25 November 2019

Bridge Exercise: How to Do A Full Bridge

The bridge exercise is a movement which, when performed correctly, is a great way to tone the lower body, for both men and women alike. If your goal is to build muscle in your midsection and achieve a defined physique, then the bridge exercise is undoubtedly one which should form part of your regular workout routine.

Particularly if you work in an office job and spend the vast majority of the day sitting down, then you need to exercise regularly in order to alleviate problems which are associated with regularly sitting for lengthy periods of time. This includes tight hip flexors which is a consequence of sitting too far forward.

In order to combat this, it is a good idea to regularly perform strengthening exercises such as the full bridge. But, if you’re not sure how to do a full bridge exercise and would like to find out how to execute the move successfully, then that’s exactly what you’re about to find out.

How to Perform a Full Bridge Exercise

Essentially, what you need to do is lie on your back with your knees bent and your feet placed flat on the ground. You then need to put each of your hands behind you, and then lift your butt off the floor until your entire midsection is parallel with the ground. That’s all there is to it!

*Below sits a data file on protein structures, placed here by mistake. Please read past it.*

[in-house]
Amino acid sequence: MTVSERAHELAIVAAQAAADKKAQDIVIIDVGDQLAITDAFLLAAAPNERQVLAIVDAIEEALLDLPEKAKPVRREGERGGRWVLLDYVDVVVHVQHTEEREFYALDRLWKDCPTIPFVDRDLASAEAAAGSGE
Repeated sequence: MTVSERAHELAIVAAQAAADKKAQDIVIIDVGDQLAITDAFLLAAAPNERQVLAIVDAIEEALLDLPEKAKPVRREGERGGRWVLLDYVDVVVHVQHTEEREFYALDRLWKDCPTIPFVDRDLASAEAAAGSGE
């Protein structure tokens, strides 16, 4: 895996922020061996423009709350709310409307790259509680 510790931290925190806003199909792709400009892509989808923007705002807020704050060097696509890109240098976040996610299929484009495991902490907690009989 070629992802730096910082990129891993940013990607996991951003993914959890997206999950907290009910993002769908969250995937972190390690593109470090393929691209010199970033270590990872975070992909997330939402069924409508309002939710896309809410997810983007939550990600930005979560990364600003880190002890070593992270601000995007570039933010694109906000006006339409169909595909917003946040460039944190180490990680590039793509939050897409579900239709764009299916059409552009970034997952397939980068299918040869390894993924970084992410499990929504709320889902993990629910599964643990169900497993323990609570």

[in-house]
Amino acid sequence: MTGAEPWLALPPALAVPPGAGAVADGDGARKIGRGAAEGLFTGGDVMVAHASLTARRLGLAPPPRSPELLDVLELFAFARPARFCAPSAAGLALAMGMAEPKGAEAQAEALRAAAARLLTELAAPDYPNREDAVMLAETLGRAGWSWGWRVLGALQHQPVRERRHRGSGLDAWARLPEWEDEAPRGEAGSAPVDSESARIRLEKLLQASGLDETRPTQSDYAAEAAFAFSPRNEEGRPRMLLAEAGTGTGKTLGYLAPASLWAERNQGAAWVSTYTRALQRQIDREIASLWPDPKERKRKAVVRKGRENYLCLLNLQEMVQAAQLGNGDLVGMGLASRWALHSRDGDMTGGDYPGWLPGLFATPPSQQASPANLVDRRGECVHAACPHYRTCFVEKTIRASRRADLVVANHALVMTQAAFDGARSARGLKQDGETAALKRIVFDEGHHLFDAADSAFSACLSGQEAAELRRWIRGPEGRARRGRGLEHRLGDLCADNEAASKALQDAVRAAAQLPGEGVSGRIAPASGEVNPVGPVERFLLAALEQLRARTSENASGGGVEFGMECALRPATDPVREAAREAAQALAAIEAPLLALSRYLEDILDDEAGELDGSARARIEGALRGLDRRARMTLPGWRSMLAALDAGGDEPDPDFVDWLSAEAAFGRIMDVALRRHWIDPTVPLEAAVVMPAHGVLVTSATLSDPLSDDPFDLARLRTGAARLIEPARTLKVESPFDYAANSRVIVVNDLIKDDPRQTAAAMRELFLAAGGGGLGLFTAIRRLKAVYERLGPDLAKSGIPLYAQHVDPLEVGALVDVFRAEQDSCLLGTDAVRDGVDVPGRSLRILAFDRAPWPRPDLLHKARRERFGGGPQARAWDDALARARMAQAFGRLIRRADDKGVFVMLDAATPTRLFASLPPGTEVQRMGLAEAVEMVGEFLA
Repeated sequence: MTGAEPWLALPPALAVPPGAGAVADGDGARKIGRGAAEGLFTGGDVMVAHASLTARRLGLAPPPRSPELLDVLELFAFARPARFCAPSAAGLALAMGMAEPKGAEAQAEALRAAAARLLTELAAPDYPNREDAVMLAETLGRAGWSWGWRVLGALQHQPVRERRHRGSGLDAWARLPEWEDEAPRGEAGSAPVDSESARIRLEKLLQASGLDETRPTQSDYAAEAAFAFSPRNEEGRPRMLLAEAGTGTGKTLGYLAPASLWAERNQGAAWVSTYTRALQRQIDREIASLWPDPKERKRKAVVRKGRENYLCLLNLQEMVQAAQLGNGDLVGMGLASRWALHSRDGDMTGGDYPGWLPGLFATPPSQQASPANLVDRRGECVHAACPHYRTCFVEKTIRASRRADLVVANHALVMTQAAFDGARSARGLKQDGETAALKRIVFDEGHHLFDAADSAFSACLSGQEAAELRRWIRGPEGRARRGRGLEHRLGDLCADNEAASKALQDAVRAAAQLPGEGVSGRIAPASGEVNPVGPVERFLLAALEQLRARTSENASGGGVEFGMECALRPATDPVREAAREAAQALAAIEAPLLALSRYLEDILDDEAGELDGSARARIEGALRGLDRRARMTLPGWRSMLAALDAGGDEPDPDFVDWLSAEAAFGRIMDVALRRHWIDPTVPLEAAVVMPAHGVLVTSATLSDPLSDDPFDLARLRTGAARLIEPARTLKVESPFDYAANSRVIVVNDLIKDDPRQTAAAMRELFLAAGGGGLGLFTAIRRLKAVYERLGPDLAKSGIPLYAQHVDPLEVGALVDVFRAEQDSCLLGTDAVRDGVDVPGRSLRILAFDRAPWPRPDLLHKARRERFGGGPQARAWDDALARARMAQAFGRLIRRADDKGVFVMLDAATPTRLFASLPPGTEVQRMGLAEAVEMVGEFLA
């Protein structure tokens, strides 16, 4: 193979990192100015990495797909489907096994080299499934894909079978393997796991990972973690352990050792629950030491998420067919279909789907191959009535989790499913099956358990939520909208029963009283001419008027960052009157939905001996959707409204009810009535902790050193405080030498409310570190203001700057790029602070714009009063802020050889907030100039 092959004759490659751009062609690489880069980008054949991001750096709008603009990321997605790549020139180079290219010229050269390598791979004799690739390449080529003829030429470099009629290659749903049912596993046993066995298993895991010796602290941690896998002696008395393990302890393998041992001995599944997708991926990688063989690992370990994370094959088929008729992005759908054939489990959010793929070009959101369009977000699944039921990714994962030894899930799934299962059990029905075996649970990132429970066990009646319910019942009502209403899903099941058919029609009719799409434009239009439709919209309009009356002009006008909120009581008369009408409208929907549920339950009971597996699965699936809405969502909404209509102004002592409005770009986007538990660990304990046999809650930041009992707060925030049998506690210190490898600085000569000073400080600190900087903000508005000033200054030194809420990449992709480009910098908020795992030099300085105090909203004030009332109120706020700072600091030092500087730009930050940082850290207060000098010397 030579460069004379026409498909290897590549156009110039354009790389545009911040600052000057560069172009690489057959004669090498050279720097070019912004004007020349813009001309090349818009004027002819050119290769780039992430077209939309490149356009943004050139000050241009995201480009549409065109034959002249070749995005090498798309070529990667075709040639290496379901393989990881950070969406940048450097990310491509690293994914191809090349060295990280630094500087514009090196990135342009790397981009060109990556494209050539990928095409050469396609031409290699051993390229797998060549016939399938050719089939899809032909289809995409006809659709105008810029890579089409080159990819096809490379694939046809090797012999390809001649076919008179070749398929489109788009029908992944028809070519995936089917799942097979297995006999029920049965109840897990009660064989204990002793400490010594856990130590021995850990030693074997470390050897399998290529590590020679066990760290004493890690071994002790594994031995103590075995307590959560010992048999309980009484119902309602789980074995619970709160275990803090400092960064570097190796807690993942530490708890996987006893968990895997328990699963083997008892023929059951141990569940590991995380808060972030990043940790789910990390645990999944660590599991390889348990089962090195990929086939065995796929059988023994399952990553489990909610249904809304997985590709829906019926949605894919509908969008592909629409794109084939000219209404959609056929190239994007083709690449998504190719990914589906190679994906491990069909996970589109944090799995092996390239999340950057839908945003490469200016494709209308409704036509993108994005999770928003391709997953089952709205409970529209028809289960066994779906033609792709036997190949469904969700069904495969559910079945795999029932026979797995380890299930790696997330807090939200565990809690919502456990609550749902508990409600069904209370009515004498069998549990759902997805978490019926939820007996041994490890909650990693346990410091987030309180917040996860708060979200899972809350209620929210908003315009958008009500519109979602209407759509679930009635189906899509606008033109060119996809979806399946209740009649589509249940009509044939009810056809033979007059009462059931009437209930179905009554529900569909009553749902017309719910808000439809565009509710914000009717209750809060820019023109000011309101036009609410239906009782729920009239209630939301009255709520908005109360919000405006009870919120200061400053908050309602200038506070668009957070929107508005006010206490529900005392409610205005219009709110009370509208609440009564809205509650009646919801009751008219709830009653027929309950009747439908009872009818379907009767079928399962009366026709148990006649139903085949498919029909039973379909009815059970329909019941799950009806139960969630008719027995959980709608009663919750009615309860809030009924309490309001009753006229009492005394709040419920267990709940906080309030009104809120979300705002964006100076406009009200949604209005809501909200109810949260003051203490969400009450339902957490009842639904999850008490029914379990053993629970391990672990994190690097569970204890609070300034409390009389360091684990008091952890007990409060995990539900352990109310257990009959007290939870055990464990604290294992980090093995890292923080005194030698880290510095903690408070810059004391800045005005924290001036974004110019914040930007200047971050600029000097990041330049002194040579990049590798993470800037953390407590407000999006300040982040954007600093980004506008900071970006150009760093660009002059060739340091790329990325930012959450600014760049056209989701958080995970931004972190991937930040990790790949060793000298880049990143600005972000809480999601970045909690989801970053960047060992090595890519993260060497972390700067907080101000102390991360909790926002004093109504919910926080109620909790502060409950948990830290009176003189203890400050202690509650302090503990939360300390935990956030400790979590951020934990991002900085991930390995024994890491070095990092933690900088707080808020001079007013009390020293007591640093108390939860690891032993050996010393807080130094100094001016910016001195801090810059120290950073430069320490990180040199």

To get in an effective workout, you can start off by performing 10 repetitions of the movement for three sets. But, be sure to perform the movement in a slow and controlled manner. This ensures that the movement is executed safely, and with a full range of motion.

Focus on Core Exercises

If you’re looking to obtain a lean and muscular physique, then the ideal way to achieve exactly that is to focus on performing compound exercises in conjunction with the bridge exercise. A compound exercise is one which works more than one muscle group with the same movement.

These are exercises which should form part of your regular routine, as they deliver an effective workout that gets results. Isolation based exercises are also good, but compound exercises undoubtedly pack a punch when it comes to building muscle.

Deadlifts, squats, and the bench press are three compound exercises which not only focus on the core, but also other muscle groups too. This includes the lower back, hamstrings, calves, and the chest muscles too, depending on which exercise you perform.

Isolation based exercises, more specifically targeting the abs are also a great way to tone your midsection and build strength in your core. You can usually perform a quick abs workout at the end of your main workout session, although you could dedicate an entire session to it if you’d prefer.

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